Posted on 02/04/2019 at 10:55 AM by Blog Experts

“Let our children play!”

We get it!  Early childhood educators understand the importance of play, or at least we think we do.  

One way to measure the degree as to how much you “get it” is to take a peek at your daily schedule.  Notice the balance between adult-directed activities and child-choice activities.  Which direction does the balance shift towards- adult or child?  Ponder that for a moment, then ask yourself this:  When you have changes in your daily schedule due to late starts, early outs, guest speakers, etc., what do you take those minutes from?  Do you lesson your students’ choice time or take it from something you lead?

Play is how young children learn. Play is natural.  Play builds brains.  For children it is a way to learn about themselves and the world through self-created experiences.  Children solve problems through play.  Executive functioning is enhanced through play.  Play promotes problem solving and creativity; it builds better attention spans, and encourages social development. 

As early childhood educators, we can offer both child-initiated and guided play opportunities.  Guided play is when the educator sets up learning opportunities with goals and objectives in mind and gives children opportunities to discover and learn with guidance rather than being directly given the answers.  Research shows that when children learn by discovering answers themselves, they learn more quickly than when adults give them the answers.  In their book Einstein Never Used Flashcards, Kathy Hirsh-Pasek, Ph.D. and Roberta Michnick Golinkoff, Ph.D stated in their summary, “Through our years of research, we have come to the conclusion that “play is to early childhood what gas is to a car.” It is the very fuel of every intellectual activity that our children engage in. In essence, play is the key to nurturing, happy, intelligent children.”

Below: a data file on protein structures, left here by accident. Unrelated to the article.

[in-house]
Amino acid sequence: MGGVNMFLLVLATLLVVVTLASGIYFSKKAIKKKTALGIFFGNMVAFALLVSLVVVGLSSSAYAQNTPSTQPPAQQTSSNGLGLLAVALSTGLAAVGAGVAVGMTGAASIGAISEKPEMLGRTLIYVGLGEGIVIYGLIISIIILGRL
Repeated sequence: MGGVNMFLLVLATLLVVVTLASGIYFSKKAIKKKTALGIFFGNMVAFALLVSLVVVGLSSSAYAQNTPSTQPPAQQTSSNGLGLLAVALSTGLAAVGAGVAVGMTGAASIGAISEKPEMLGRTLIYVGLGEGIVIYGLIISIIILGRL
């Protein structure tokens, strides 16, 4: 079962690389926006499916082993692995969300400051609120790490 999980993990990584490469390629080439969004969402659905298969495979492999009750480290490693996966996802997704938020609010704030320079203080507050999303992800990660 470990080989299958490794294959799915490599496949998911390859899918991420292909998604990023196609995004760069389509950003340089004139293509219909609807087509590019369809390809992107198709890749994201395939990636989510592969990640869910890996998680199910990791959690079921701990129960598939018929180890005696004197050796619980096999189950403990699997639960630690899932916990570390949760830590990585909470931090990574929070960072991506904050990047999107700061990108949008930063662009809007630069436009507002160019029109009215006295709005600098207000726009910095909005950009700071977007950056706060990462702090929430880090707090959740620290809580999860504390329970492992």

Not only does play enhance intellect, it also helps relieve stress.  Many of our children have experienced adverse childhood experiences (ACEs) and have experienced toxic stress.  In an American Academy of Pediatrics clinical report titled “The Power of Play:  A Pediatric Role in Enhancing Development in Young Children” the author states, “Play is not frivolous: it enhances brain structure and function and promotes executive function (ie, the process of learning, rather than the content), which allow us to pursue goals and ignore distractions.”

It continues, “When play and safe, stable, nurturing relationships are missing in a child’s life, toxic stress can disrupt the development of executive function and the learning of prosocial behavior; in the presence of childhood adversity, play becomes even more important. The mutual joy and shared communication and attunement (harmonious serve and return interactions) that parents and children can experience during play regulate the body’s stress response.”

When we appreciate the importance of play in a child’s learning, we will give children the time and opportunities to engage in the self-initiated play and set up their learning environment through guided play.  

Don’t give up!  Spread the word.  More importantly, heed the word!  

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